Plate produced by Arthur Eddington of the 1919 eclipse.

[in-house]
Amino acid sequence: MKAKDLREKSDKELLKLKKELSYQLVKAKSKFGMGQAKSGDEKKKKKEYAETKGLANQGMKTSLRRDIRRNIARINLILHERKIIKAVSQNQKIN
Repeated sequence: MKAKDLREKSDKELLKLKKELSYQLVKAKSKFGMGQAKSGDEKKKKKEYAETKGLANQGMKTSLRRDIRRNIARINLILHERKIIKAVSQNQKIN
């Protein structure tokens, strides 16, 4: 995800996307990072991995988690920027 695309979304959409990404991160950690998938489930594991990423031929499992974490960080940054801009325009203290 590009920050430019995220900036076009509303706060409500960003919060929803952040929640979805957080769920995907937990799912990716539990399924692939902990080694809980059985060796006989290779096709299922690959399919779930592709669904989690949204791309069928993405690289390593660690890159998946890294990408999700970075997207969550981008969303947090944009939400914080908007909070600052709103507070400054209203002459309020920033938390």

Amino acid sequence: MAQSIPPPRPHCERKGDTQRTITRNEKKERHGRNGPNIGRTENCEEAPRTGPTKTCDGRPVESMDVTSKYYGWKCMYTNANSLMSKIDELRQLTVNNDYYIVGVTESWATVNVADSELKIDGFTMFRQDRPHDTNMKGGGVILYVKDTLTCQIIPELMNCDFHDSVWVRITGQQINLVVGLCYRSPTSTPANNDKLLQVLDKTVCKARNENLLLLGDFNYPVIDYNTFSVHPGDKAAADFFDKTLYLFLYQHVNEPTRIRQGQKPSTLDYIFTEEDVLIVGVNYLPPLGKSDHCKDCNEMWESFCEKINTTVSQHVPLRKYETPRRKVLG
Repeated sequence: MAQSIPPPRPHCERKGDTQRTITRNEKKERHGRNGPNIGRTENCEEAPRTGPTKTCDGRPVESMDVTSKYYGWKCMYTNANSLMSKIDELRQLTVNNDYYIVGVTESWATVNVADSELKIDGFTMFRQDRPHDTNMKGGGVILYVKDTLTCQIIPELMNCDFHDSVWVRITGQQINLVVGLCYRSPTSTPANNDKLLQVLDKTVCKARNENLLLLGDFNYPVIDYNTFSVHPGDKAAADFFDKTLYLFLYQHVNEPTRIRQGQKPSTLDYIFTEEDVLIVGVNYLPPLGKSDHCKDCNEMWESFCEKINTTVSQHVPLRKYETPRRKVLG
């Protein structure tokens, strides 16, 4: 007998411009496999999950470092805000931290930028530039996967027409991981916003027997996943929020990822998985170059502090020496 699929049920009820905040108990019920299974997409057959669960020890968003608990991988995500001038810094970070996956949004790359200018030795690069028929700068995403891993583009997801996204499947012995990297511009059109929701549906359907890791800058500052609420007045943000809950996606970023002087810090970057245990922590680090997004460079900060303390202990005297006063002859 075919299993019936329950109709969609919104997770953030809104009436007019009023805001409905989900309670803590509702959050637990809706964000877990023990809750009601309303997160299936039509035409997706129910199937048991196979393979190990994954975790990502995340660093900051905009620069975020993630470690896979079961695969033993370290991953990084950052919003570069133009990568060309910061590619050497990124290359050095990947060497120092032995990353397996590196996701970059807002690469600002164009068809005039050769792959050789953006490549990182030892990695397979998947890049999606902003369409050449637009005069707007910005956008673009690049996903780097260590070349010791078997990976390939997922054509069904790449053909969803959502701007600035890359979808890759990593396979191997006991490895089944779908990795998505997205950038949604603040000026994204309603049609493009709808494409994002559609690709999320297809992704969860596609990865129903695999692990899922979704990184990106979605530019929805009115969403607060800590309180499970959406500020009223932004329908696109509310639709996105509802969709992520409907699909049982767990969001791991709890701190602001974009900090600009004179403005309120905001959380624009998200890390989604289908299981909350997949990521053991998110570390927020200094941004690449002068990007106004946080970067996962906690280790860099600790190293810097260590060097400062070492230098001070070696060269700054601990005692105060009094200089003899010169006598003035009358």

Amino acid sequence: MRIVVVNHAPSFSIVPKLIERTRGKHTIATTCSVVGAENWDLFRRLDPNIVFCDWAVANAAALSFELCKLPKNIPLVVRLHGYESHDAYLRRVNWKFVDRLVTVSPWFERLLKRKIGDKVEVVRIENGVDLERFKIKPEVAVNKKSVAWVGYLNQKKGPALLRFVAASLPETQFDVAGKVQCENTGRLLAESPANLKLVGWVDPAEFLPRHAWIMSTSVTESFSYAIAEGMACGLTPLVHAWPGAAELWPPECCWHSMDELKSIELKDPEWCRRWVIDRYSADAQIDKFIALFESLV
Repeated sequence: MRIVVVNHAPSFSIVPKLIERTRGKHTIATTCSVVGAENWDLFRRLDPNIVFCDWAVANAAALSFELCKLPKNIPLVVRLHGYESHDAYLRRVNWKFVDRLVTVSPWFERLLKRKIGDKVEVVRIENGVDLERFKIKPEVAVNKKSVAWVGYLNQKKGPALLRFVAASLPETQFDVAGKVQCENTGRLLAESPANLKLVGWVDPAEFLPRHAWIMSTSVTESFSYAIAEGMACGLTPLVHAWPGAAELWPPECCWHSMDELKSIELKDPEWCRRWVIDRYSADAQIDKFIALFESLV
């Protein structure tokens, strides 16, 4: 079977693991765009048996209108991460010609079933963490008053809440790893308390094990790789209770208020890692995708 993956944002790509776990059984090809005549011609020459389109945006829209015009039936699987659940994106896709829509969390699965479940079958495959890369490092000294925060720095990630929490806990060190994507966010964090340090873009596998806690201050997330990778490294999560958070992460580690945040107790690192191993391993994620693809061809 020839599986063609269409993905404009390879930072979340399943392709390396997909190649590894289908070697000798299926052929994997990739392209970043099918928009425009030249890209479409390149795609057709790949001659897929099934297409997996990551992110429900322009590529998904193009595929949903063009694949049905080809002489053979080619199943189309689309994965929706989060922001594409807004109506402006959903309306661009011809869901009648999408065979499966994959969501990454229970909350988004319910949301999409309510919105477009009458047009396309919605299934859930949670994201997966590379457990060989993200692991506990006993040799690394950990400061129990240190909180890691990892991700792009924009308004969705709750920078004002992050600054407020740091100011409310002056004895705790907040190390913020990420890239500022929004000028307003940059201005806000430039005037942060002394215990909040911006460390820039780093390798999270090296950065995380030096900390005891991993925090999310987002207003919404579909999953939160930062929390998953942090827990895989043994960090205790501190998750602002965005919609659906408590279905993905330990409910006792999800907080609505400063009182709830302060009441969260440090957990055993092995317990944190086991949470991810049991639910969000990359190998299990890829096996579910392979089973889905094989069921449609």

Plate produced by Arthur Eddington of the 1919 eclipse.